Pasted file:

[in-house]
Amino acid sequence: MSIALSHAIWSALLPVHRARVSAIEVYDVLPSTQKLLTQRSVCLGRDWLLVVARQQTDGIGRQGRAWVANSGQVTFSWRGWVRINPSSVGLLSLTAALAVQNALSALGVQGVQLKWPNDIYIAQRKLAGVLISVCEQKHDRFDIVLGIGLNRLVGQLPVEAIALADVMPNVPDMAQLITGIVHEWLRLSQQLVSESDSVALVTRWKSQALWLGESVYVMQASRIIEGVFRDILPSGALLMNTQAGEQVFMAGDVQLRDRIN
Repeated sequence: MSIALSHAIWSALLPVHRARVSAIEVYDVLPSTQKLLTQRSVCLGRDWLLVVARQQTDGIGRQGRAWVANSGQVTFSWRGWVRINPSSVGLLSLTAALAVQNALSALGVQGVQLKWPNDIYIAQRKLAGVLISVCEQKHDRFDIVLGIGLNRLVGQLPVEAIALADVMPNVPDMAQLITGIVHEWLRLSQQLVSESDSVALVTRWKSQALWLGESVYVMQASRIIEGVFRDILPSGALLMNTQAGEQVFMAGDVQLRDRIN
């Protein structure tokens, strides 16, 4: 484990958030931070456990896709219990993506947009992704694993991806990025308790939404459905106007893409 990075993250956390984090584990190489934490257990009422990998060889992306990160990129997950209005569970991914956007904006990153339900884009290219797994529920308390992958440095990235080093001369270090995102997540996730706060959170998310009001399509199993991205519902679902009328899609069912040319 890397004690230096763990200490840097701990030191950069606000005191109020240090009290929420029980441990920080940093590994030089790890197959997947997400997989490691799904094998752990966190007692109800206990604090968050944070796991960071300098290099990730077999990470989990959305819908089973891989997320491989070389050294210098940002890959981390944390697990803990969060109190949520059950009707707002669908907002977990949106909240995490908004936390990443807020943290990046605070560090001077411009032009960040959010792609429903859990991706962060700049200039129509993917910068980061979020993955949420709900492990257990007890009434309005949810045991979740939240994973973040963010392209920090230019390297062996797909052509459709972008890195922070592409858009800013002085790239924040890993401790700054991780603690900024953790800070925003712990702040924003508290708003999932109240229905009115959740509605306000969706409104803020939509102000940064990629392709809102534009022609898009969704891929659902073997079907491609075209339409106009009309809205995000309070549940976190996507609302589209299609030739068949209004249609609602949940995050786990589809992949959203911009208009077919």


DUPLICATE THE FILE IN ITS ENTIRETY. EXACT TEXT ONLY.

[in-house]
Amino acid sequence: MSIALSHAIWSALLPVHRARVSAIEVYDVLPSTQKLLTQRSVCLGRDWLLVVARQQTDGIGRQGRAWVANSGQVTFSWRGWVRINPSSVGLLSLTAALAVQNALSALGVQGVQLKWPNDIYIAQRKLAGVLISVCEQKHDRFDIVLGIGLNRLVGQLPVEAIALADVMPNVPDMAQLITGIVHEWLRLSQQLVSESDSVALVTRWKSQALWLGESVYVMQASRIIEGVFRDILPSGALLMNTQAGEQVFMAGDVQLRDRIN
Repeated sequence: MSIALSHAIWSALLPVHRARVSAIEVYDVLPSTQKLLTQRSVCLGRDWLLVVARQQTDGIGRQGRAWVANSGQVTFSWRGWVRINPSSVGLLSLTAALAVQNALSALGVQGVQLKWPNDIYIAQRKLAGVLISVCEQKHDRFDIVLGIGLNRLVGQLPVEAIALADVMPNVPDMAQLITGIVHEWLRLSQQLVSESDSVALVTRWKSQALWLGESVYVMQASRIIEGVFRDILPSGALLMNTQAGEQVFMAGDVQLRDRIN
């Protein structure tokens, strides 16, 4: 484990958030931070456990896709219990993506947009992704694993991806990025308790939404459905106007893409 990075993250956390984090584990190489934490257990009422990998060889992306990160990129997950209005569970991914956007904006990153339900884009290219797994529920308390992958440095990235080093001369270090995102997540996730706060959170998310009001399509199993991205519902679902009328899609069912040319 890397004690230096763990200490840097701990030191950069606000005191109020240090009290929420029980441990920080940093590994030089790890197959997947997400997989490691799904094998752990966190007692109800206990604090968050944070796991960071300098290099990730077999990470989990959305819908089973891989997320491989070389050294210098940002890959981390944390697990803990969060109190949520059950009707707002669908907002977990949106909240995490908004936390990443807020943290990046605070560090001077411009032009960040959010792609429903859990991706962060700049200039129509993917910068980061979020993955949420709900492990257990007890009434309005949810045991979740939240994973973040963010392209920090230019390297062996797909052509459709972008890195922070592409858009800013002085790239924040890993401790700054991780603690900024953790800070925003712990702040924003508290708003999932109240229905009115959740509605306000969706409104803020939509102000940064990629392709809102534009022609898009969704891929659902073997079907491609075209339409106009009309809205995000309070549940976190996507609302589209299609030739068949209004249609609602949940995050786990589809992949959203911009208009077919």